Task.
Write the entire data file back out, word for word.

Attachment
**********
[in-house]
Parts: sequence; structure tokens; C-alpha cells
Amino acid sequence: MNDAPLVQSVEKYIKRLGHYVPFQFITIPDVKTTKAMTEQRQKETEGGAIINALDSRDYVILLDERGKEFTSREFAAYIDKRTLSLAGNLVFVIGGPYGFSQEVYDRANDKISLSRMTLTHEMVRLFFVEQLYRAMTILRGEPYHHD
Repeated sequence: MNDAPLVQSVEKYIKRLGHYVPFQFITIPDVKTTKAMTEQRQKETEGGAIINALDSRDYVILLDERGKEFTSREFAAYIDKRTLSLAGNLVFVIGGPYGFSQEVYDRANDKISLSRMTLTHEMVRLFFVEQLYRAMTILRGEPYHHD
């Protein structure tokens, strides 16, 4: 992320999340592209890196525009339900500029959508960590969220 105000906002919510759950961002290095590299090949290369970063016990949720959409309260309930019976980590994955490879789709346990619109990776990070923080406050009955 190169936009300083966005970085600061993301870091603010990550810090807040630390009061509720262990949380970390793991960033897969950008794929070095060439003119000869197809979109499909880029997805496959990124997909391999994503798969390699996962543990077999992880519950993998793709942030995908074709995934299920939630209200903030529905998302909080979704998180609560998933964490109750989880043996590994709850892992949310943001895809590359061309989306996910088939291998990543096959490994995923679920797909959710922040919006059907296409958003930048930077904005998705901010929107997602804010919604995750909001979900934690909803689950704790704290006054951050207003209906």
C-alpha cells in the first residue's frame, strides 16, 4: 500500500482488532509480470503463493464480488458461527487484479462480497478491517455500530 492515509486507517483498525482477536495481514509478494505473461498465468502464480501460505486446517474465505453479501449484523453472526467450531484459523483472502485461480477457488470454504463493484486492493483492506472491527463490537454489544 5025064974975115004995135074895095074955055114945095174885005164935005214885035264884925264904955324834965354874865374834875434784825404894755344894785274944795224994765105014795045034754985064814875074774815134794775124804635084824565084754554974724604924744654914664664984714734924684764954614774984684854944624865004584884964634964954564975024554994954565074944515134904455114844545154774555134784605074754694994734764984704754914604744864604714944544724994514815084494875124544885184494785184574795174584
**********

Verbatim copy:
[in-house]
Parts: sequence; structure tokens; C-alpha cells
Amino acid sequence: MNDAPLVQSVEKYIKRLGHYVPFQFITIPDVKTTKAMTEQRQKETEGGAIINALDSRDYVILLDERGKEFTSREFAAYIDKRTLSLAGNLVFVIGGPYGFSQEVYDRANDKISLSRMTLTHEMVRLFFVEQLYRAMTILRGEPYHHD
Repeated sequence: MNDAPLVQSVEKYIKRLGHYVPFQFITIPDVKTTKAMTEQRQKETEGGAIINALDSRDYVILLDERGKEFTSREFAAYIDKRTLSLAGNLVFVIGGPYGFSQEVYDRANDKISLSRMTLTHEMVRLFFVEQLYRAMTILRGEPYHHD
């Protein structure tokens, strides 16, 4: 992320999340592209890196525009339900500029959508960590969220 105000906002919510759950961002290095590299090949290369970063016990949720959409309260309930019976980590994955490879789709346990619109990776990070923080406050009955 190169936009300083966005970085600061993301870091603010990550810090807040630390009061509720262990949380970390793991960033897969950008794929070095060439003119000869197809979109499909880029997805496959990124997909391999994503798969390699996962543990077999992880519950993998793709942030995908074709995934299920939630209200903030529905998302909080979704998180609560998933964490109750989880043996590994709850892992949310943001895809590359061309989306996910088939291998990543096959490994995923679920797909959710922040919006059907296409958003930048930077904005998705901010929107997602804010919604995750909001979900934690909803689950704790704290006054951050207003209906």
C-alpha cells in the first residue's frame, strides 16, 4: 500500500482488532509480470503463493464480488458461527487484479462480497478491517455500530 492515509486507517483498525482477536495481514509478494505473461498465468502464480501460505486446517474465505453479501449484523453472526467450531484459523483472502485461480477457488470454504463493484486492493483492506472491527463490537454489544 5025064974975115004995135074895095074955055114945095174885005164935005214885035264884925264904955324834965354874865374834875434784825404894755344894785274944795224994765105014795045034754985064814875074774815134794775124804635084824565084754554974724604924744654914664664984714734924684764954614774984684854944624865004584884964634964954564975024554994954565074944515134904455114844545154774555134784605074754694994734764984704754914604744864604714944544724994514815084494875124544885184494785184574795174584